YOU MAY REMEMBER the song “Mack The Knife,” sung by the street singer in Kurt Weill’s and Bertolt Brecht’s “Three Penny Opera.”

Few people today know that Brecht was one of the great theatrical voices of the 20th Century. I loved Brecht’s theater work, but it was the quotes, plucked from his plays and lectures, that impressed me.

In the dark dawn of the Great Massacre of Truth era we’re living through, this one in particular grabs me: “The man who laughs has simply not yet heard the terrible news.” That always scared me while sitting in the doctor’s office.

Now I think of those words each night when watching our practitioners of free expression: Stephen Colbert, Seth Myers, Jimmy Kimmel, Jimmy Fallon, Trevor Noah and especially Samantha Bee.

Saturday Night Live in particular has had a season of satirical comedy at Trump’s expense. All these comics have heard the “terrible” news and still they laugh, and often they’re criticized for it. “How could you …” etc., etc. Recently, late-night comic Stephen Colbert got burned for a tasteless Trump joke.

Sometimes we win, sometimes we lose.

Of course, we need to laugh, all of us, to keep ourselves from going mad. Comedy in America never had a better season than during the Great Depression when people were hungry, homeless and out of work. But comedy was king.

When our troops were fighting and dying in World War II, Bob Hope and his troupes were on the front lines and in the hospitals making them laugh.

With the rise of Nazism in Germany, cabaret entertainers were risking their lives nightly.

But actors went on entertaining with ribald musicals in the cabarets each evening, while during the day, factories turned out barbed wire, camps were being built, Jewish businesses were shuttered, and darkness fell at noon.

It was laugh or go mad, even when so many were dying.

“Trump sounded like he was fighting off a cold. With cocaine,” said The Late Show’s Stephen Colbert. Viewers howled in the safety of their living rooms, and in the light of a new day we lost a seat on the Supreme Court and Trump fired James Comey, director of the FBI.

Then one day, after a night of laughter, we learned that the EPA is reducing scientists on key panels, downgrading science and elevating business interests, while in another room, a panel of sleepy old white men work on women’s health issues. Comics will find a way to make that funny. It’s what we do.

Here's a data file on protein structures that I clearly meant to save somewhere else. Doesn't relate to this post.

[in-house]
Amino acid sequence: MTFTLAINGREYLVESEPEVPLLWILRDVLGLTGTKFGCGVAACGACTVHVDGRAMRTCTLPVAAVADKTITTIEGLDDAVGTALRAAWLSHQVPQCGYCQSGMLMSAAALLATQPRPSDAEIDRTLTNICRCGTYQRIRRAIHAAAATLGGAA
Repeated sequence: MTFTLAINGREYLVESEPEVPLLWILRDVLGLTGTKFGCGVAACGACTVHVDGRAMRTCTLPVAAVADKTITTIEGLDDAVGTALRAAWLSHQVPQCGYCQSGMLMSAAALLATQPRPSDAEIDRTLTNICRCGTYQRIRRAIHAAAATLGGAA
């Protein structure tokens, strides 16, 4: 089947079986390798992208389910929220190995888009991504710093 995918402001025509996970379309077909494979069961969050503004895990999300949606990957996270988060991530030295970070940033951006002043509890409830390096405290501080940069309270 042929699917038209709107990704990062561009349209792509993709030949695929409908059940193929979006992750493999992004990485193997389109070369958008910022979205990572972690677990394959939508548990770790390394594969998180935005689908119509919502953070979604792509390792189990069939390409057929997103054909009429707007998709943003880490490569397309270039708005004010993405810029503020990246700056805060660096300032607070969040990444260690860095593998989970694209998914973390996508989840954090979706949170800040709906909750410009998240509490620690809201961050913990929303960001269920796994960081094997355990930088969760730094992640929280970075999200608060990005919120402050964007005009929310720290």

Colbert on Feb. 3: “We’re just 10 days in and it feels like it’s total chaos at the White House. This is supposed to be the honeymoon. How could Trump blow the honeymoon? He’s had three of them.”

Jimmy Fallon on Feb. 23: “This morning he held a meeting with a group of CEOs at the White House. Trump said he wants to replace robots with human workers. Then Mike Pence says, ‘I’ll show myself out.'”

Vice President Pence is not laughing. Donald Trump is not laughing. But you are.

It was reported that Trump spokesman Sean Spicer hid among the bushes around the White House to avoid reporters. True or not, when SNL’s Melissa McCarthy does it Saturday, you’ll laugh.

Yes, I know, while we’re all laughing and cartooning our wanna-be totalitarians, the storm grows stronger. Each day, a rain of lies floods the news, but still we write jokes, still we laugh. It’s what they did in Germany; it’s what we have to do now. It’s our job.

I love comedy. Comedy has been my life, and not without bumps.

The night my mother died I was 3,000 miles away waiting to go on and do my fifteen minutes of stand up comedy when I was called to the phone. When I hung up, there was the stage, there was the audience. I went on and made people laugh.

Comedians have their best quote: “Dying is easy, comedy is hard.” There’s crying in death. There’s crying in Trump’s America. There’s no crying in comedy.

Liberty and freedom in America is on life support, and comedy alone won’t stop the bleeding. Hopefully, we elect people to do that. If we win, we go on and make people laugh. If we lose, we still go on.

America is the stage; Americans are the audience.

We just have to take the phone call and go on and make people laugh. “Dying is easy; comedy is hard.”

J.P. Devine is a Waterville writer.

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